Kevin Jones’s review published on Letterboxd:
Alfred Hitchcock loved making films about innocent people accused of a crime and Young and Innocent is yet another example. A violent argument between the victim and her ex-husband opens the film, tipping Hitchcock’s hand as to where this will end up. A day after the argument, Robert Tisdall (Derrick De Marney) goes about his day and, as he walks by the seaside, he sees the body of famed actress Christine Clay (Pamela Carme) on the beach. Rushing over to get a closer look, he quickly realizes she is dead and runs off to get help. Unfortunately for him, two women are passing by and see Robert running away. As the cops arrive, they are quick to point the finger at him and shout down any of his attempts to explain why he was there. Worse for Robert, he knew Christine and was even in her will as the pair worked together on films. Now, with his back against the wall, he will find an unlikely ally: Erica Burgoyne (Nova Pilbeam), the daughter of the local constable.
What bothers me about Young and Innocent is right there in the opening: how he is pinned as the murderer. Two women saying they were there first and that he was running away not getting help is flimsy evidence (it is essentially "he said, she said"). The only physical evidence is a jacket belt that does belong to Robert, but comes from a jacket that was recently stolen. These two bits of - what is described as - “strong” evidence are enough to have Robert doomed. He is set to go away for life, if not killed, because people disagree over who got to the body first and because his belt happened to be the murder weapon. The fact he knew the victim and is in her will only seems to damn him further with nobody entertaining the possibility of his innocence and his lawyer being woefully incompetent. This is all pretty typical for scenes where someone is railroaded, but the way the film pretends it is an airtight case when there are loads of possible holes is odd. It feels rather half-hearted, just throwing together a loose collection of supposed evidence and then blaming Robert to get the film’s events kickstarted. In the same vein, by the time the real killer is found, Hitchcock wraps it up as rapidly as it is set up. There is no prolonged interrogation, as the killer just sits there and says, “Yeah I killed her,” which is a tad absurd.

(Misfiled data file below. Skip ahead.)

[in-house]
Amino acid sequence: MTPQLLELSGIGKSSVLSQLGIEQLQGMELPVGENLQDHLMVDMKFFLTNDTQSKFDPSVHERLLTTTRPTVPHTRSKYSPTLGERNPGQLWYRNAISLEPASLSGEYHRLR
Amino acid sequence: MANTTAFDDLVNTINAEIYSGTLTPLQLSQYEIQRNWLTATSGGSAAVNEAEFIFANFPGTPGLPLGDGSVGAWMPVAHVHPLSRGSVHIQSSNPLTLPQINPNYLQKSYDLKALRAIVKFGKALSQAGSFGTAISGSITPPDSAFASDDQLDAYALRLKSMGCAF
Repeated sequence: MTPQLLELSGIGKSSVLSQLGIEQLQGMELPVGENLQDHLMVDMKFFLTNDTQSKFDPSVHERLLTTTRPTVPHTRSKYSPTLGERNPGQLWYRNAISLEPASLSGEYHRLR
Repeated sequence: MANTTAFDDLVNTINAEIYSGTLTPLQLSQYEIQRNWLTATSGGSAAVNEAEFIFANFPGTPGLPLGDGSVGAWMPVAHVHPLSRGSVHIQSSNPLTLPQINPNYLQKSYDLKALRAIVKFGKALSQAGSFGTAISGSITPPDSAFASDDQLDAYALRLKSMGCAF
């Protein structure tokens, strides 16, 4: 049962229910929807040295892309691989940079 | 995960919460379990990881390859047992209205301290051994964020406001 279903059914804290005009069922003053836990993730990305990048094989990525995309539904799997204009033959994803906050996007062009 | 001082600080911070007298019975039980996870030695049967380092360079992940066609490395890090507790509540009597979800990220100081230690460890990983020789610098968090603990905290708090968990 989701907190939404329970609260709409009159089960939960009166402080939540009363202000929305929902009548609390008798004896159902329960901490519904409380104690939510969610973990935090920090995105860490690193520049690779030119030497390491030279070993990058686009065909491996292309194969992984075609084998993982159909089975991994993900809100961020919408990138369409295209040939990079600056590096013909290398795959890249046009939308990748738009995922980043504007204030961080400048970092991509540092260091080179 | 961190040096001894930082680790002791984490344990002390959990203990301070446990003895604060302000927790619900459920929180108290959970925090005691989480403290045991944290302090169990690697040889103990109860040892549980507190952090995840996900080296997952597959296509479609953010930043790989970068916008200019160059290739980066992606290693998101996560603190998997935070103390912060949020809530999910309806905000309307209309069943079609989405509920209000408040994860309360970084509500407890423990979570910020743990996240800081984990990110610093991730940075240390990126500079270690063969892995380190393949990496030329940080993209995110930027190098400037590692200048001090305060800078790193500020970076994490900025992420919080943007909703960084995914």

Despite this rather half-hearted mystery side, Young and Innocent is nonetheless suspenseful. Hitchcock was obviously known for this and shows why in this film. Stringing together this loose plot and this odd couple, he somehow manages to wring suspense out of them merely driving across the English countryside. Every turn, every hitch in the road, and every stop, is laced with the fear that Robert could very well be identified by anybody they pass. Building this suspense over the course of the film, Young and Innocent finds Robert with his back against the wall while Hitchcock introduces constant close calls. A scene at the mill is an especially tight one with the cop going one direction while Robert and Erica make a run for it through a window. As the film barrels towards its finale, some neat figurine replicas of the them on a trainyard (cutting between the rather obvious figurines and real shots) give them some close calls with a train, and a scene in an old mine finds some great special effects deployed. Even the more low-key scene at a restaurant as a man tries to identify the real killer (who had given him Robert’s jacket) finds Hitchcock slowly building suspense, cutting between the increasingly nervous killer and the man scanning the room for him. While perhaps not offering Hitchcock’s finest plotting, Young and Innocent classic Hitchcock suspense keeps it as a gripping, nervy affair that keeps the audience constantly on edge.
The film benefits from the pairing of Nova Pilbeam and Derrick De Marney in the lead roles. Neither are phenomenal, but both turn in good performances while, importantly, selling the quick emotional ties between their characters. The writing is a bit rushed in this area, putting them together as Erica sees the accused Robert and begins to feel sympathy for him for little-to-no reason. Nonetheless, Pilbeam and De Marney quick chemistry together, makes it work alright. A real highlight here comes as they stumble onto birthday party of Erica’s cousin. Playing off on another and providing some nice comedy as they try to avert disaster by being recognized, the scene is a tense but relatively lighter affair that is incredibly fun to watch. Pilbeam is especially impressive on her own in scenes at her family home, awkwardly working her way around her father’s obvious judgment. As she silently tries to keep her cool at the table and then confidently walks into her father’s office, Pilbeam has a great cool, focused, and reserved nature that works to her benefit in this role.
Though a lesser Hitchcock, there is a lot to like in Young Innocent. Gripping suspense and a pair of strong lead performances are two marks in its favor, even if its mystery setup and resolution are woefully underwritten. Nonetheless, it is another entry in Hitchcock’s beloved “man wrongly accused” theme and, while he would execute it with more precision in later efforts, Young and Innocent is a solid and engaging film.